Bulls

Rose scores 25, but Bulls come up short vs. Mavericks

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Rose scores 25, but Bulls come up short vs. Mavericks

DALLAS (AP) — J.J. Barea pulled up from a couple of feet behind the 3-point line just after returning to the game and hit the last of his five straight from long range in the first half.

The diminutive guard simply has that can't-miss feeling right now.

Barea made a career-high seven from beyond the arc and finished with 26 points coming off his first 30-point game, and the Dallas Mavericks beat the Chicago Bulls 118-111 Saturday night in a game delayed 30 minutes by tornadoes in the Dallas area.

Starting for the injured Deron Williams for the second straight game, Barea made his first seven from long range and is 12 of 15 going back to an overtime win against Brooklyn on Wednesday, when he had a career-high 32 points.

"When you're in a good rhythm, you basically try to look for more shots," Barea said. "But today they were good ones. With the ball screens on top, I just kept working until I was open, and it worked out."

[NBC SHOP: Gear up, Bulls fans!]

Derrick Rose led the Bulls with 25 points, including nine in the fourth quarter, but had a key turnover before getting called for a 5-second violation when Chicago had a chance to tie in the final 11 seconds.

"I think I lost this game with the turnovers," Rose said. "We were down to such a critical point in the game. I feel bad. I feel like I lost this game for the team."

Dirk Nowitzki scored 16 points in his first home game since passing Shaquille O'Neal on the career scoring list, and Zaza Pachulia had 17 points and 12 rebounds. Barea was 7 for 8 from beyond the arc.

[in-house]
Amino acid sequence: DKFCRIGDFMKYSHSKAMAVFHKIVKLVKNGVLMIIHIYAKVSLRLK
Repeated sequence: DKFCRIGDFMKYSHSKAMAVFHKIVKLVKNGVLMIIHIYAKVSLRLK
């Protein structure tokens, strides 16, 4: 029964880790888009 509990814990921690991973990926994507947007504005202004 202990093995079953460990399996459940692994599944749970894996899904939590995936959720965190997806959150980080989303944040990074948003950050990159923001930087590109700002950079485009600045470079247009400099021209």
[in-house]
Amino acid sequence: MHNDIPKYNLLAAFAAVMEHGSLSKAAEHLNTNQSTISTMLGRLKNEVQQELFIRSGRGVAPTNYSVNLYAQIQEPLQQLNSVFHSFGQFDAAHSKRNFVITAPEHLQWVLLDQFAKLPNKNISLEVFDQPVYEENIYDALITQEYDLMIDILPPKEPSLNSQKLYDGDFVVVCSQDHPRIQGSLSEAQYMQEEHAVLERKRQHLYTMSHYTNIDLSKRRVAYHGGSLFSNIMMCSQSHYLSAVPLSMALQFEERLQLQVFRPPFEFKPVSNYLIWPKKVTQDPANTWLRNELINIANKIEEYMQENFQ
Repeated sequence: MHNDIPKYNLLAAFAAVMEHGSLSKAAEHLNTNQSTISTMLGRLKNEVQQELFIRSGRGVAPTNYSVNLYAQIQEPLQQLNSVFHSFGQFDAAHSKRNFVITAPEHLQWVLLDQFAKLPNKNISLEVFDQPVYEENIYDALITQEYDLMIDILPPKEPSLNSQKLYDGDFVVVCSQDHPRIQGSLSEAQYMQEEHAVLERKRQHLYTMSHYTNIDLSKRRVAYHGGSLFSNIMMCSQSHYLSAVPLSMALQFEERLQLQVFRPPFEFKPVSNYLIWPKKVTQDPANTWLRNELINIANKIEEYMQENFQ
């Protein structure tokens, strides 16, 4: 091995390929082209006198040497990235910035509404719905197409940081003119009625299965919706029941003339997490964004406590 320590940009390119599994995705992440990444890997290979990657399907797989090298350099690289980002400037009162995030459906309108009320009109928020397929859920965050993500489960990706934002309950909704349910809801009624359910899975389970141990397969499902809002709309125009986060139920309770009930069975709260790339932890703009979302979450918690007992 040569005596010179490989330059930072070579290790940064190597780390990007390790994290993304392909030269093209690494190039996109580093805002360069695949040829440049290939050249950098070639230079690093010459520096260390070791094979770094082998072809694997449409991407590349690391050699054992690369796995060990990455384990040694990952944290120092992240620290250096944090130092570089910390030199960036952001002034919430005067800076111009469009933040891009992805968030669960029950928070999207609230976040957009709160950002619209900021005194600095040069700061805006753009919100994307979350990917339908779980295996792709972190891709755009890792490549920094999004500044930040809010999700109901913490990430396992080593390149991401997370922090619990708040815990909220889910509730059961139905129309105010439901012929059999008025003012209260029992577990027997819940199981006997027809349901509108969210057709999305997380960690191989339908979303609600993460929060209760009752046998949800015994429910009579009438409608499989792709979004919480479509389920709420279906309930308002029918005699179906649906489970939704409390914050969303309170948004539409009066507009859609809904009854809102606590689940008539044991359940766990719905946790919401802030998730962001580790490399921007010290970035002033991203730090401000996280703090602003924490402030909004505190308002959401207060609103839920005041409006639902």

Nikola Mirotic had 23 points, seven rebounds and three blocks for the Bulls, who were trying for back-to-back wins a night after winning at Oklahoma City. The Mavericks had a mini two-day Christmas break.

Raymond Felton broke a late tie with two free throws after a strong drive to the basket, and then tipped a pass from Rose that Nowitzki grabbed and threw ahead to Chandler Parsons. After stopping at the basket, Parsons handed off to Wesley Matthews for a layup and a 112-108 lead.

After Rose missed a runner that he had success with earlier in the game, Felton made two more free throws for a 114-108 Dallas lead with 38 seconds left.

Jimmy Butler hit a 3-pointer that bounced around the rim, and the Bulls got another chance after a Dallas miss. But with Felton defending him, Rose couldn't get the ball in. Felton had six of his 13 points on free throws in the final 1:07.

"I just thought our guys' collective will carried them in this game," Dallas coach Rick Carlisle said. "We got great contributions from every position."

Chicago's Pau Gasol had 18 points, nine rebounds and three blocks, and Butler scored 17 points with a game-high eight assists.

Draft night highlighted the unfulfilling feeling of this past Bulls season

Draft night highlighted the unfulfilling feeling of this past Bulls season

The door has officially been closed on the 2017-18 season for the Chicago Bulls, and the word that most comes to mind is “unfulfilling.”

Or maybe even “indistinguishable.”

Draft night was supposed to be a culmination of a painful seven-month stretch that only had occasional yet costly moments of light.

Death lineup? Meet Death March. And Death April, while we’re at it.

The Bulls brass sold everyone on a full rebuild after trading Jimmy Butler one year ago, with an unspoken promise that this draft would bear franchise-changing fruit—hence the general feeling of angst or even indifference with the solid selection of Wendell Carter Jr. and their not-so-secret affection of Chandler Hutchison.

It was why fans believe the Bulls got cold feet about trading to move up, and why they believe the Bulls weren’t being pragmatic in staying away from Michael Porter Jr.

Porter, some believe, has star written all over him given his prep ranking this time last year and the Bulls were in position to speed up this process without having to go into a painful Process.

They were desperate for a star, believing the tankathon had produced so much suffering it had to be something on the back end.

There was the fight (or the punch).

The aftermath.

The miserable 3-20 start.